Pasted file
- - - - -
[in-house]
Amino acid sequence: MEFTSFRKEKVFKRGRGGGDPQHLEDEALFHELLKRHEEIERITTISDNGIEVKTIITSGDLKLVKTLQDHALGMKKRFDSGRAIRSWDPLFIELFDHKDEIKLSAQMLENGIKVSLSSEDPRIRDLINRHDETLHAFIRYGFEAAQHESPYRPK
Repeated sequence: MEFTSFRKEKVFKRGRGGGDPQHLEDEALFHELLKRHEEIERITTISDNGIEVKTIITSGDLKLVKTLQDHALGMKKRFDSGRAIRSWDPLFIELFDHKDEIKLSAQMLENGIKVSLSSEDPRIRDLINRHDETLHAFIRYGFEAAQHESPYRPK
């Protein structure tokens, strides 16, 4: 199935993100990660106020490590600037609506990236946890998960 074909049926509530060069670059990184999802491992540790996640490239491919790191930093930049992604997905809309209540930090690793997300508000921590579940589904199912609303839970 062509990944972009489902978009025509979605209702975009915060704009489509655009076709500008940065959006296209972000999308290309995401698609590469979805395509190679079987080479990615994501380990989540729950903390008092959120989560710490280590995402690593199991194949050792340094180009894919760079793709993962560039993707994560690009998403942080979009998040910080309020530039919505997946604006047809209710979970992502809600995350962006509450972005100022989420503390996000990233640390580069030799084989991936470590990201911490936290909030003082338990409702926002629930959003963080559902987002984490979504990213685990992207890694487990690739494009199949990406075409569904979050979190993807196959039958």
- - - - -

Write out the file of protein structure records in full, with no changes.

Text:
[in-house]
Amino acid sequence: MEFTSFRKEKVFKRGRGGGDPQHLEDEALFHELLKRHEEIERITTISDNGIEVKTIITSGDLKLVKTLQDHALGMKKRFDSGRAIRSWDPLFIELFDHKDEIKLSAQMLENGIKVSLSSEDPRIRDLINRHDETLHAFIRYGFEAAQHESPYRPK
Repeated sequence: MEFTSFRKEKVFKRGRGGGDPQHLEDEALFHELLKRHEEIERITTISDNGIEVKTIITSGDLKLVKTLQDHALGMKKRFDSGRAIRSWDPLFIELFDHKDEIKLSAQMLENGIKVSLSSEDPRIRDLINRHDETLHAFIRYGFEAAQHESPYRPK
């Protein structure tokens, strides 16, 4: 199935993100990660106020490590600037609506990236946890998960 074909049926509530060069670059990184999802491992540790996640490239491919790191930093930049992604997905809309209540930090690793997300508000921590579940589904199912609303839970 062509990944972009489902978009025509979605209702975009915060704009489509655009076709500008940065959006296209972000999308290309995401698609590469979805395509190679079987080479990615994501380990989540729950903390008092959120989560710490280590995402690593199991194949050792340094180009894919760079793709993962560039993707994560690009998403942080979009998040910080309020530039919505997946604006047809209710979970992502809600995350962006509450972005100022989420503390996000990233640390580069030799084989991936470590990201911490936290909030003082338990409702926002629930959003963080559902987002984490979504990213685990992207890694487990690739494009199949990406075409569904979050979190993807196959039958």